The Mitford Books

Last December I reread, or rather, listened to a book I had previously read: At Home In Mitford by Jan Karon. I reviewed it here and then set off to listen to audiobook versions of the whole series. I found I wasn’t necessarily inclined to write a review of each one, though, I suppose because although there are movements of plot in each book, the overall people and themes are the same. So I decided at the end of the series I’d write one post summarizing each one.

I wrote previously that “I first encountered Jan Karon in the pages of Victoria magazine some years ago. Victoria chooses a “Writer-in-residence” whose work they showcase in each issue throughout the year, and Jan was featured one year. I loved her warmth and hominess and clear faith depicted — in fact, I was surprised and pleased that a secular magazine would feature a writer whose faith was integral to her stories. I believe it was there I also first heard of and then sought out Mitford.”

The series mainly follows the life of Father Tim Kavanagh, a sixty-something Episcopal priest, and the various characters in the fictional small town of Mitford, NC. Father Tim is a hard-working single priest, but in the first book an appealing single lady moves in next door, and though he thought he was a confirmed bachelor, he finds himself entranced but not sure what to do about it.

His flock consists of a number of memorable characters: his sometimes annoying secretary, Emma: Miss Sadie Baxter, town matriarch; LouElla, her companion; Uncle Billy Watson, resident joke-teller, perhaps to take the edge off of living with his wife of several decades, Miss Rose, who is schizophrenic but refuses to take her medicine; Esther Bolick, who expresses her love via her famed Orange Marmalade Cake; the “Turkey Club” he eats lunch with regularly at Percy Mosely’s Main Street Grill, the “man in the attic” (one of my favorite story lines), and a host of others.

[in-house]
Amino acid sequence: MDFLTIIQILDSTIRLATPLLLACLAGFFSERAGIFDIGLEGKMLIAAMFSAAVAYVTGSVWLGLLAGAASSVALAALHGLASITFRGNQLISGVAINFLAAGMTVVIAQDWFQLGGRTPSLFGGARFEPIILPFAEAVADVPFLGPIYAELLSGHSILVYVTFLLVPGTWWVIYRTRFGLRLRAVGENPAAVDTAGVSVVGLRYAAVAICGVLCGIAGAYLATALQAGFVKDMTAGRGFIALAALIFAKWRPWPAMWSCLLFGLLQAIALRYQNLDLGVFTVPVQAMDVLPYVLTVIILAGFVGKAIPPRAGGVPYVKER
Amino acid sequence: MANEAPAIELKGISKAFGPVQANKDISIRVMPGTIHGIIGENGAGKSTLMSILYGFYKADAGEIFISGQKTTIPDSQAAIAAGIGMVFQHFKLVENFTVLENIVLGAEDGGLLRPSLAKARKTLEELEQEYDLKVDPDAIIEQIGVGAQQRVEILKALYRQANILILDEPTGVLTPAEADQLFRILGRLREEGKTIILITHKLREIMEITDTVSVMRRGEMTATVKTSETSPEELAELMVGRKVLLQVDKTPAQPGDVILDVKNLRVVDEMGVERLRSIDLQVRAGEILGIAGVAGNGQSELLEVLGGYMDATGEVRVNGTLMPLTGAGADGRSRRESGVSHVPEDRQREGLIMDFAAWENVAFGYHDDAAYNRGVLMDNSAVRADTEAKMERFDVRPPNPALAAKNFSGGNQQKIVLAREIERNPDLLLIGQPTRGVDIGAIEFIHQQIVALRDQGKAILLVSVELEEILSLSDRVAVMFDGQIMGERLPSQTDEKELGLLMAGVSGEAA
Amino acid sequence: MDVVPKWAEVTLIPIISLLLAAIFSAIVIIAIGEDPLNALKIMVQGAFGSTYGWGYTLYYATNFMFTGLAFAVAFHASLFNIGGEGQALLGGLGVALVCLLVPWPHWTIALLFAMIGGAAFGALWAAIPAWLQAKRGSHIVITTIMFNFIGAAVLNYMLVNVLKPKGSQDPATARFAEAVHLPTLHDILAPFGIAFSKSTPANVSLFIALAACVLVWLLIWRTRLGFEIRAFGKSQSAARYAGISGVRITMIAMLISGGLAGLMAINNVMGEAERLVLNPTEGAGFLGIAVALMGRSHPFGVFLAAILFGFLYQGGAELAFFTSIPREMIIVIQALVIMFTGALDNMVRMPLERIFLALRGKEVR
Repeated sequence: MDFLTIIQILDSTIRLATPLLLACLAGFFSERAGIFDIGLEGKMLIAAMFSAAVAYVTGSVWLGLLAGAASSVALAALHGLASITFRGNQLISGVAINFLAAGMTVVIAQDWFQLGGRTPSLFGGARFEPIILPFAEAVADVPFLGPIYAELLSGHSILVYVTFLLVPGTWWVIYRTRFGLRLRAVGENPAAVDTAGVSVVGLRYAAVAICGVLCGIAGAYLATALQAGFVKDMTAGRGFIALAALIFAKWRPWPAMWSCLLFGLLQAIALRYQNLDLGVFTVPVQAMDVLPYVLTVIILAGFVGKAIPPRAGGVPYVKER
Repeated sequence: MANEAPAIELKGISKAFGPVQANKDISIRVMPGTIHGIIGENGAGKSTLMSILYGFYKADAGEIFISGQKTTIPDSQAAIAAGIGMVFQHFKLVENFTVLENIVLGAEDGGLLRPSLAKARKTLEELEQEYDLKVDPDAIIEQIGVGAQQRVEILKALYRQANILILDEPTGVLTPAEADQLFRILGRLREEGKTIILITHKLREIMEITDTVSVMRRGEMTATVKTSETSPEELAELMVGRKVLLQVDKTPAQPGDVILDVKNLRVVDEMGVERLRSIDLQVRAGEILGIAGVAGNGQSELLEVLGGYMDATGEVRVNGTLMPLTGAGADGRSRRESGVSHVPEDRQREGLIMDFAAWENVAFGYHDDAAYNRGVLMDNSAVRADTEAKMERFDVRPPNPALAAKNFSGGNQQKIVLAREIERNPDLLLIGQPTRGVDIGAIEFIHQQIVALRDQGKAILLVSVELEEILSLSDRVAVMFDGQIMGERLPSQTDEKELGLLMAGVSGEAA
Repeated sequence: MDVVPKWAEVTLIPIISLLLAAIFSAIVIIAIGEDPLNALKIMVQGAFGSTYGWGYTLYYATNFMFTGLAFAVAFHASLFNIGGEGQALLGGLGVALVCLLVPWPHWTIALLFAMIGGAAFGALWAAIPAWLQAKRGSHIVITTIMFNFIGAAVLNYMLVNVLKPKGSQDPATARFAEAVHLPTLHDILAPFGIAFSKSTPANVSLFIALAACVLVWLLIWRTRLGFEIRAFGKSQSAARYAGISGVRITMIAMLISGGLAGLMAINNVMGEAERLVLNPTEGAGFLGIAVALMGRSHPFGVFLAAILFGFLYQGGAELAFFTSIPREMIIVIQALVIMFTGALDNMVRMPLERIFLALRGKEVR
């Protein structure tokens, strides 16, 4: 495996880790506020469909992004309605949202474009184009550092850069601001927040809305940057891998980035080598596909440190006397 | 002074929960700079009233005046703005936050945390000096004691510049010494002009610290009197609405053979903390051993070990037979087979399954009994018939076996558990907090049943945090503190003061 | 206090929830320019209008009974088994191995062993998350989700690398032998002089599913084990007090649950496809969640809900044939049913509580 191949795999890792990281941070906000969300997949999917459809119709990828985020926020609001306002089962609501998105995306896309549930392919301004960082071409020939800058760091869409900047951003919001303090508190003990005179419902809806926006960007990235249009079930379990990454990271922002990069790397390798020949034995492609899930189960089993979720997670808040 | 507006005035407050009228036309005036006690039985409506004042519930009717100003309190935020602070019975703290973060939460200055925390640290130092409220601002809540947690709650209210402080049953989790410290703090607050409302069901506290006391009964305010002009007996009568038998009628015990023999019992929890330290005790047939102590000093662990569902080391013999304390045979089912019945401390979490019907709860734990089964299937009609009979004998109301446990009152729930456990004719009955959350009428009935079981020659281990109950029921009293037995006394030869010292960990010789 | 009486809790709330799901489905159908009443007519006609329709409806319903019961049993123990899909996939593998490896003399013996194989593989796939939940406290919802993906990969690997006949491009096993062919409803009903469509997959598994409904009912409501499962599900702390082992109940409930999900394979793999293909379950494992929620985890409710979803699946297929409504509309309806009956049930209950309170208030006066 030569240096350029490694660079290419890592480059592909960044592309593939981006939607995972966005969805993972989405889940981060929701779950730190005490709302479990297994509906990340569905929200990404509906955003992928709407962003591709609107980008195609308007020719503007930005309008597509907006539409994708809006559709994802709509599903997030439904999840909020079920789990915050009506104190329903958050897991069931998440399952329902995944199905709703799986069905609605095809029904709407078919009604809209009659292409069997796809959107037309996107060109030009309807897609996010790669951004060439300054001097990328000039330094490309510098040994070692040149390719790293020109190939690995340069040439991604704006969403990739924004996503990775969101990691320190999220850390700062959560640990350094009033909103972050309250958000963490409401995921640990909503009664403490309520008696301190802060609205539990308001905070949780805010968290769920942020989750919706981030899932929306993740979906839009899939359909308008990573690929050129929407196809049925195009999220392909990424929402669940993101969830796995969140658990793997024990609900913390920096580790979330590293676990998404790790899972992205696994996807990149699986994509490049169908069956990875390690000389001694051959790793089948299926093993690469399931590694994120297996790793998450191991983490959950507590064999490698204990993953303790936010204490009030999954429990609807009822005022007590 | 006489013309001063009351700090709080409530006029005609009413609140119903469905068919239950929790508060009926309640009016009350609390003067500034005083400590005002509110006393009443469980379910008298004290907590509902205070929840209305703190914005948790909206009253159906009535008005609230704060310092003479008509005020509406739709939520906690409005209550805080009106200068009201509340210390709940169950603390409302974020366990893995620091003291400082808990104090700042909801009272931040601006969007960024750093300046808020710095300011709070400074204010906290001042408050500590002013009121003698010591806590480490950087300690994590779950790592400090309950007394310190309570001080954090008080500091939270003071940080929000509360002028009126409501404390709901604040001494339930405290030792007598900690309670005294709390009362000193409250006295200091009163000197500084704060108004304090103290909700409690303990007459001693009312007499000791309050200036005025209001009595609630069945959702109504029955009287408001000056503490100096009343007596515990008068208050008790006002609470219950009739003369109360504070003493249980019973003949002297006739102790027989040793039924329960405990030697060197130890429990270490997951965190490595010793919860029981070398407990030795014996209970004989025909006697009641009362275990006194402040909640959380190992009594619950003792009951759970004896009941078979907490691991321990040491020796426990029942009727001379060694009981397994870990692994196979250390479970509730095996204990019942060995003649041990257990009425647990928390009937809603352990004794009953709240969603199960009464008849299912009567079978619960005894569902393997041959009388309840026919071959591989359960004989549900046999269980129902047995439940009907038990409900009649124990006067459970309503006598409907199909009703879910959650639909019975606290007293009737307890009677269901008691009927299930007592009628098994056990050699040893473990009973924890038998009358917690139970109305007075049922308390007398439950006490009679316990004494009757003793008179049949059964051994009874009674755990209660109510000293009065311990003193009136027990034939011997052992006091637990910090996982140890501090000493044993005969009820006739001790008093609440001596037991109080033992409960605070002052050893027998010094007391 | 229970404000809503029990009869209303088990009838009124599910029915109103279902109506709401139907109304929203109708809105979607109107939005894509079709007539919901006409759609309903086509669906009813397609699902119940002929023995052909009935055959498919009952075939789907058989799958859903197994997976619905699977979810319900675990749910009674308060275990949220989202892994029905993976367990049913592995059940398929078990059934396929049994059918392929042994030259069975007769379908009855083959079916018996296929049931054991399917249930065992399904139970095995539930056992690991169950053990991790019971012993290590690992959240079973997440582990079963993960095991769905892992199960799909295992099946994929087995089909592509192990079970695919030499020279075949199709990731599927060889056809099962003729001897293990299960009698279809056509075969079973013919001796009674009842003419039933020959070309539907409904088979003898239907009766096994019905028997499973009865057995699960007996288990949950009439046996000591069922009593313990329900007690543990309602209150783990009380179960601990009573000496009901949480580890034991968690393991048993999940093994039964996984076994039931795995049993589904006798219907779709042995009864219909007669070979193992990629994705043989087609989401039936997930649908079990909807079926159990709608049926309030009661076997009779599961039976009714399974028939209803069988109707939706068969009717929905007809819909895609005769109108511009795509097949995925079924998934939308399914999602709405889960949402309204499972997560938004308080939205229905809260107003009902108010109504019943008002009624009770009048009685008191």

Mitford is a typical small town where everyone knows everyone’s business, which can be a thorn in the flesh occasionally, but overall everyone genuinely cares. I think of it as something like Mayberry but not as corny. 🙂 Though every book contains some of the same familiar, comforting elements, the lives of the characters do progress: people fall in love, marry, babies are born, people face crises and grow and some die. Father Tim himself progresses over the series and deals with a couple of lifelong issues; his wife Cynthia is a bright spot in his life and helps him become less staid and more sure of himself.

The Mitford books were not marketed as Christian fiction that I remember, but there are ample amounts of Biblical truth and pure gospel woven in naturally.

So here are brief descriptions of each book in the series:

At Home in Mitford (reviewed here): Father Tim, the town, and its characters are introduced; a dog “as big as a Buick” finds and “adopts” Father Tim and becomes a pleasant companion; new neighbor Cynthia moves in next door; neglected orphan Dooley Barlow enters Father Tim’s previously quiet life.